“You’ve got culture warriors, and you got someone who’s a problem solver,” Whitmer said.“That's how I've always operated, and that's how I'll continue to.”
The Trump factor
Dixon, who has never held elected office, announced her campaign in May 2021 but had polled near the bottom of the field for more than a year. She began to build momentum in late June after securing a series of notable endorsements in a GOP race that was rocked by high-profile candidate disqualifications.
A paid circulator signature forgery scandal kept five other Republicans off the primary ballot, including former Detroit Police Chief James Craig, who had led all polls of the race to that point, and Bloomfield Hills businessman Perry Johnson, who spent nearly $8 million of his own money on his campaign.
While Dixon had led most recent polls, Trump’s endorsement likely had a “huge impact” on the outcome, said Steve Mitchell, a Republican pollster whose Sunday survey showed Dixon building her lead over Rinke to 14 percentage points, up from 6 points a week prior.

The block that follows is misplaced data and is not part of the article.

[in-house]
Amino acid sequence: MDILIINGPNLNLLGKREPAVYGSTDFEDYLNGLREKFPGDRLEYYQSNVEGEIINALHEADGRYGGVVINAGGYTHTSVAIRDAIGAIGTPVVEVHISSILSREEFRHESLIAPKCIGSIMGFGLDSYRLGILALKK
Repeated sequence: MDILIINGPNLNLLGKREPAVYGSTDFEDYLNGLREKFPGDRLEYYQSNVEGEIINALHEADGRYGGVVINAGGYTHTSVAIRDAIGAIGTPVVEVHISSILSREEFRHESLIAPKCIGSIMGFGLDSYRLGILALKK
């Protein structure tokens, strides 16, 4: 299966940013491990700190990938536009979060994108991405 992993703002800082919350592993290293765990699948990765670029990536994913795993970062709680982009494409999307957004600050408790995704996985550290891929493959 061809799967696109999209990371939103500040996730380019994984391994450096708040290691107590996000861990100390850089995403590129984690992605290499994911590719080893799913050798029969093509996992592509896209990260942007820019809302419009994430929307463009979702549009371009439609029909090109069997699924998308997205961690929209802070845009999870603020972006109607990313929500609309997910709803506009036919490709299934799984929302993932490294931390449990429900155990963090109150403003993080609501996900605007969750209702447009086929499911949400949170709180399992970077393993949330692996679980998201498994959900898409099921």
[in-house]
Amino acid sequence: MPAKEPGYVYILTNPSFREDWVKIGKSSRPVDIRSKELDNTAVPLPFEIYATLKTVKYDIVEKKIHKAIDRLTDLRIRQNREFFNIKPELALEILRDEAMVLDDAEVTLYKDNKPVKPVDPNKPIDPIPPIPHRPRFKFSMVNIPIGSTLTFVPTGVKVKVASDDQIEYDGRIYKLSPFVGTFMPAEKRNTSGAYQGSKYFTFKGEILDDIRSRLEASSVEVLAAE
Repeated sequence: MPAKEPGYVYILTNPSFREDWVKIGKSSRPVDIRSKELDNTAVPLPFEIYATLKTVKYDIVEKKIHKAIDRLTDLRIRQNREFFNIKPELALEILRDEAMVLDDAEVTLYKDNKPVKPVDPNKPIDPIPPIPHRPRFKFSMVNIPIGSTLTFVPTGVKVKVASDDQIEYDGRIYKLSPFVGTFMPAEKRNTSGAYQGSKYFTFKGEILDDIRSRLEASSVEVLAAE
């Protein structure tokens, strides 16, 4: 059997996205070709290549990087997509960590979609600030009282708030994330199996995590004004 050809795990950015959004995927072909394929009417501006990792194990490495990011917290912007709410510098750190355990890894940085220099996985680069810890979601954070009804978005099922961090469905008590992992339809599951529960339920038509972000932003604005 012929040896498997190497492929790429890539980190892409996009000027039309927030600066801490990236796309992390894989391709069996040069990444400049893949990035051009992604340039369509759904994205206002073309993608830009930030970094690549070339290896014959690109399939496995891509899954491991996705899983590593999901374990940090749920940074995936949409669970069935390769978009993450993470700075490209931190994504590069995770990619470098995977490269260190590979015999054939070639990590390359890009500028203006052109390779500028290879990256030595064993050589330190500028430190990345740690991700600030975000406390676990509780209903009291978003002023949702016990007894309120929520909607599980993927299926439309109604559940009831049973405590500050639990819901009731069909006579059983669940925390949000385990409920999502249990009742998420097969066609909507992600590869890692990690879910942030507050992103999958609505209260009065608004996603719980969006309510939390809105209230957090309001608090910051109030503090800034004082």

Trump announced his support on Friday night, but 60 percent of likely GOP primary voters had heard about it by Sunday, according to Mitchell, who had long predicted the endorsement would carry significant weight.
"I've said from day one that the candidate who wins the nominee will be the candidate that gets the Trump endorsement," Mitchell told Bridge Michigan. "Our polling has shown consistently that 60 percent of GOP voters are more likely to vote for a candidate endorsed by Trump."
The endorsement appeared siphon votes from Kelley, in particular, but "a lot of undecideds... who were perhaps waiting for a final determination from President Trump" also appeared to break late for Dixon, Mitchell said.
The nomination sets up a “fascinating” general election between Dixon and Whitmer, Mitchell said.
"I think you have two really very accomplished women, both of a similar age, both outstanding retail politicians — but diametrically opposed on the issues,” he said.
Recent polls, however, suggest that Dixon would begin the race with a sizable deficit against Whitmer.
While Dixon raised the most from individual donors and PACs among GOP candidates, she still trails Whitmer by a wide margin when it comes to fundraising.
Dixon had raised about $1.8 million by Sunday, about 12 percent of Whitmer’s tally. But Dixon also has support from two super PACs — Michigan Strong and DeVos-backed Michigan Families United — that have spent more than $2.2 million to support Dixon, including almost $2 million on ad buying and video production.